- The initial plan was to connect to an existing LoRa gateway operated on the University of Surrey’s campus. Unfortunately, this gateway was out of operation during the whole of the summer and meant that the project needed to use the PyCom boards and operate its own “nano” gateway. This meant that the LPWAN LoRa network coverage was limited to about 250m line of sight rather than the expected 1 to 30km. However, it demonstrated that even when there is no existing LoRa network coverage, it can be provided by simply using one or more PyCom boards to work as nano gateways.
Having 2 sensors provided the desired boost in accuracy. The sensors were able to determine correctly the direction of travel using the time stamps of when the APs passed the sensor. Moreover, crossing trains could be disambiguated using these multiple sensors.
Unfortunately, while the PyCom boards were battery-powered, their power consumption has not yet been captured precisely. Moreover, there are additional power optimisations that can be made to ensure that the boards minimise their power consumption when no trains are passing.
Conclusion and Future Work
The summer project proved that moving to the PyCom boards addressed most of the shortcomings of the original architecture: accuracy, reliance on mobile networks and main power supply.
However, more data will need to be captured to improve the accuracy further and hopefully, the trial at MCO will provide the opportunity. Additionally, the power consumption of these devices needs to be established to determine how long they can operate on one battery charge and whether small solar panels should be fitted to top up the battery during the day.
The summer interns presented their work to representatives of RDG who were very keen to explore the use of this technology further and potentially use the data produced as a feed into their Connecting Train Identifier project which aims to provide train consist data as part of the Darwin feed.
Petar Zdravkov, born and raised in Bulgaria, is a Computer Science student at the University of Surrey, currently doing his placement year in one of the world`s biggest agrochemical companies, working as a Software Developer in the company`s UK based R&D site.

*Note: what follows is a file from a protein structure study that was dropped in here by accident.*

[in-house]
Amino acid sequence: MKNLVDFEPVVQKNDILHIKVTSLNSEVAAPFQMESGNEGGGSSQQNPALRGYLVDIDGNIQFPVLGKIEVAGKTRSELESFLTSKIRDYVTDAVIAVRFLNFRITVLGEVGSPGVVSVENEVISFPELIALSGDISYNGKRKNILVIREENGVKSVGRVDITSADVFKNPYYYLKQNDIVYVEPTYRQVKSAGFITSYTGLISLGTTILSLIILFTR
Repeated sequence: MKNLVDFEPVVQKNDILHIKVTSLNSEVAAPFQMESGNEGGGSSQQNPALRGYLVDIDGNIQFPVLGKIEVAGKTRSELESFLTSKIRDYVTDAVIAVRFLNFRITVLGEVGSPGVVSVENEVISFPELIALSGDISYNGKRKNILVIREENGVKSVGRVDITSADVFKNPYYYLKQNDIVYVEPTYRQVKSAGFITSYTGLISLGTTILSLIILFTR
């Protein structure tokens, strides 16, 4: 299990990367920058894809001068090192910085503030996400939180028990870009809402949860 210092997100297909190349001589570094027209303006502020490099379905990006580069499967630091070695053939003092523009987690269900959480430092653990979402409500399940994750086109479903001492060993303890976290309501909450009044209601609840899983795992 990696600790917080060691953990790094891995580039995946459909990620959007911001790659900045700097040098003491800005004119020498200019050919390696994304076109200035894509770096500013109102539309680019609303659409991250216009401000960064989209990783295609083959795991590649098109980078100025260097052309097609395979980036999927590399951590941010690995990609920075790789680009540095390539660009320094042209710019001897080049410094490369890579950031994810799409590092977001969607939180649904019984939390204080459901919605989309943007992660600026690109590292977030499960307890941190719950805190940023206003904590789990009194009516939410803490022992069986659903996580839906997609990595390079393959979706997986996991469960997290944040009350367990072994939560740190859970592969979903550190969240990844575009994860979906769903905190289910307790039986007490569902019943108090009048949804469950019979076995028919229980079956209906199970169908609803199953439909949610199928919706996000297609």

From a talented artist with numerous awards from national art competitions, Petar changes his life-aspiration, from working as a 3D animation and graphics specialist to becoming a computer scientist. Being raised in a farmer`s home and his lifelong experience in agriculture production, helps him find his area of interest, more specific – digitalizing agricultural processes which allows him to focus on multiple areas of such as AI & Deep learning, Mobile and Web Applications development, as well as electrical engineering.
Petar gets his first IT job only after a year in university, despite having no previous knowledge or skills in programming or electrical engineering prior to the beginning of his study. At the end of his second year of study, he is recruited by the University of Surrey as a research assistant, working alongside his friend and classmate Emil Georgiev, on proving that reliable data about train consists can be obtained in real-time using low-powered wi-fi scanning devices. During his participation in the project, he successfully delivers a working prototype of a web-application, capable of extracting data collected by multiple devices from an IoT cloud server, validating the data sets and representing the final train consists sequences.